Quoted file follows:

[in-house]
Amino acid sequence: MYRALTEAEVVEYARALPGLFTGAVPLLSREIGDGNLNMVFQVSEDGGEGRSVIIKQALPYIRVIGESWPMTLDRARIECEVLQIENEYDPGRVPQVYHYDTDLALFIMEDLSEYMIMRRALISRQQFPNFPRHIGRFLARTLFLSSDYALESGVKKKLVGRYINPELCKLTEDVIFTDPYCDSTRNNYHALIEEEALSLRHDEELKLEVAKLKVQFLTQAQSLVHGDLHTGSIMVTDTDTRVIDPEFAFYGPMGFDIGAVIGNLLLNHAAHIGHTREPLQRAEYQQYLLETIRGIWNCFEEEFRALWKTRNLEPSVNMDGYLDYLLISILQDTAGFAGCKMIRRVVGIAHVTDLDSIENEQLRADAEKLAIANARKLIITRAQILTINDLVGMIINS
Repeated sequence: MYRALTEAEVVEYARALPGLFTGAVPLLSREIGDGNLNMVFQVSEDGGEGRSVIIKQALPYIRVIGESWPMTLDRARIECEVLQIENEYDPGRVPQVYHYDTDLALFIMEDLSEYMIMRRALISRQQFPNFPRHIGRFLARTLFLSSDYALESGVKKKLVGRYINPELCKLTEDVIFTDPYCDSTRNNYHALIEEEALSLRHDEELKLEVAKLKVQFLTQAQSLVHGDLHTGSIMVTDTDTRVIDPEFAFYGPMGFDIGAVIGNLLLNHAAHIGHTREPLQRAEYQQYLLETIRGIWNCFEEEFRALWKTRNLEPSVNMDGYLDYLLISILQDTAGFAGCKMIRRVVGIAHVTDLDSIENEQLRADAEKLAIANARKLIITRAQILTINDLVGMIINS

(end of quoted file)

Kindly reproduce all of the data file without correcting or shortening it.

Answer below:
[in-house]
Amino acid sequence: MYRALTEAEVVEYARALPGLFTGAVPLLSREIGDGNLNMVFQVSEDGGEGRSVIIKQALPYIRVIGESWPMTLDRARIECEVLQIENEYDPGRVPQVYHYDTDLALFIMEDLSEYMIMRRALISRQQFPNFPRHIGRFLARTLFLSSDYALESGVKKKLVGRYINPELCKLTEDVIFTDPYCDSTRNNYHALIEEEALSLRHDEELKLEVAKLKVQFLTQAQSLVHGDLHTGSIMVTDTDTRVIDPEFAFYGPMGFDIGAVIGNLLLNHAAHIGHTREPLQRAEYQQYLLETIRGIWNCFEEEFRALWKTRNLEPSVNMDGYLDYLLISILQDTAGFAGCKMIRRVVGIAHVTDLDSIENEQLRADAEKLAIANARKLIITRAQILTINDLVGMIINS
Repeated sequence: MYRALTEAEVVEYARALPGLFTGAVPLLSREIGDGNLNMVFQVSEDGGEGRSVIIKQALPYIRVIGESWPMTLDRARIECEVLQIENEYDPGRVPQVYHYDTDLALFIMEDLSEYMIMRRALISRQQFPNFPRHIGRFLARTLFLSSDYALESGVKKKLVGRYINPELCKLTEDVIFTDPYCDSTRNNYHALIEEEALSLRHDEELKLEVAKLKVQFLTQAQSLVHGDLHTGSIMVTDTDTRVIDPEFAFYGPMGFDIGAVIGNLLLNHAAHIGHTREPLQRAEYQQYLLETIRGIWNCFEEEFRALWKTRNLEPSVNMDGYLDYLLISILQDTAGFAGCKMIRRVVGIAHVTDLDSIENEQLRADAEKLAIANARKLIITRAQILTINDLVGMIINS